Don't expect your new puppy to have had any basic training such as walking on a leash or simple commands. Consider your new puppy as a work in progress, and be ready to spend lots of time on training.
Dogs adopted from shelters may also eat quickly and be keen to eat your other dog's food as well. Supervise feeding times carefully, and make sure your resident dog gets all the food he needs.
Enjoy Your Puppy
Taking on a new puppy may be daunting at first but it is really just about problem-solving, or anticipating problems before they happen. Most of the time things work out okay, providing you have done a bit of planning and are prepared to spend lots of time with both dogs.
Puppies grow up fast and don't forget to enjoy your new puppy. I am sure your puppy will keep you entertained, and you will have lots of memories of this special time together.
Leash Training a Puppy
Healthy Ways to Exercise Your New Puppy
Walking is the most popular way of exercising a puppy. However, at the same time, it is worth pointing out that to build healthy bones, young dogs, and puppies benefit from being exercised in different ways. Combining exercise with obedience training is one of the best ways to keep your puppy both fit, healthy and well mannered.
Sadie loves agility and it has turned her into a healthy and obedient dog. Cross exercising is one of the best ways to build healthy bones, muscles and ensure good cardiovascular health for your dog.
Swimming is another exercise which is great for your puppy. If you are fortunate enough to live close to the ocean or a lake, don't hesitate to take your dog to the water, and teach him or her how to retrieve toys from the water. Of course, you are going to come across dogs that don't like water running on the beach is a perfect healthy alternative to swimming.
Playing with toys like frisbees will make your dog agile and give you a chance to bond with each other. The variety of sports and healthy pursuits for dogs are now as versatile as human sports. As a matter of fact, many of them you can do together.
Healthy Foods to Add to Your Puppy's Diet
Dogs are omnivores which means that they are meant to eat a varied diet. But still, a lot of dogs are not fed such a varied diet. I have always fed my dogs a range of foods from a good quality kibble to fruit and vegetables. Living close to the sea means that I have access to cheap seafood like sardines. Omega 3 essential fatty acids are just as important to dogs as they are to humans. Fresh fish can help to make your puppy healthy, but you should not hesitate to add other fresh ingredients such as fruits and vegetables.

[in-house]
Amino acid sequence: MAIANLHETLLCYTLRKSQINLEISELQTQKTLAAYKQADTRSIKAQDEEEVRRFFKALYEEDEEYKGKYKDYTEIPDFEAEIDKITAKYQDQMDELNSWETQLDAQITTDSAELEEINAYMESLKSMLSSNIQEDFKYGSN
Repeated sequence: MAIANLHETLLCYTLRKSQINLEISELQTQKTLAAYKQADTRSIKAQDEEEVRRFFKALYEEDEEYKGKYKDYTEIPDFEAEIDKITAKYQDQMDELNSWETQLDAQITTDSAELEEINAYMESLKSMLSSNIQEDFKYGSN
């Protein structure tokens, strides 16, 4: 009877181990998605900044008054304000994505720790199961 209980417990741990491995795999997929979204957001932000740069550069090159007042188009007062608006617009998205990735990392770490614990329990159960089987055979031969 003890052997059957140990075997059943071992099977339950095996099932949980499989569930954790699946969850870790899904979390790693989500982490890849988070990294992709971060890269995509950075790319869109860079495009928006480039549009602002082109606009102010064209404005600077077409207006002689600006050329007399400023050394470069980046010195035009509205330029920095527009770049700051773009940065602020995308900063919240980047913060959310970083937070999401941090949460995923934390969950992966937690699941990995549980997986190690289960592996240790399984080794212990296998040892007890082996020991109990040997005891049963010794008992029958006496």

Feeding your dog raw fruits and vegetables should not be a problem. In general, all vegetables are great but there are some you may want to feed to your dog. For instance, any legume such as peas can be hard for your dog to digest, and can even cause a tummy upset.
Vegetables such as zucchini and cucumber are great, but you must remember to peel them. If your dog is not keen on fresh vegetables, a good alternative would be to steam them, and "sneak' them into your dog's food that way.
Omega 3 Fish Oil
There is no need to buy a supplement which claims it is specially made for dogs. A normal supplement for humans will benefit your dog as well.
Do Puppies Need Dietary Supplements?
In general, I would not say that puppies need dietary supplements. But as many of my dogs have come from animal shelters, I have always been keen to boost their health. One dietary supplement which I think is a must for all dogs is Brewer's yeast. Not only is it good for your dog's coat, but it can also help to prevent fleas.
If your dog is not getting enough Omega 3 essential fatty acids in his diet, you should also consider adding an Omega 3 supplement. to your dog's diet. Dogs which are prone to hip and other joint problems should always be fed an Omega 3 Fish Oil supplement along with their food. It will make a huge difference to their joint health, and may even prevent health conditions such as arthritis. A good daily dose of fish oil for dogs would be 500 milligrams per day.
As I have always owned large dogs, I have given them a fish oil supplement. None of my dogs, even the little ones, have suffered from arthritis, rheumatism, or heart disease. Is it a coincidence? My veterinarian does not seem to think so, and my little Yorkie is 17 years old now. He still walks for an hour a day!
Above all, love your new puppy and make sure you give him or her a good life just like you have with your already resident dog.
© 2013 Annie Messeri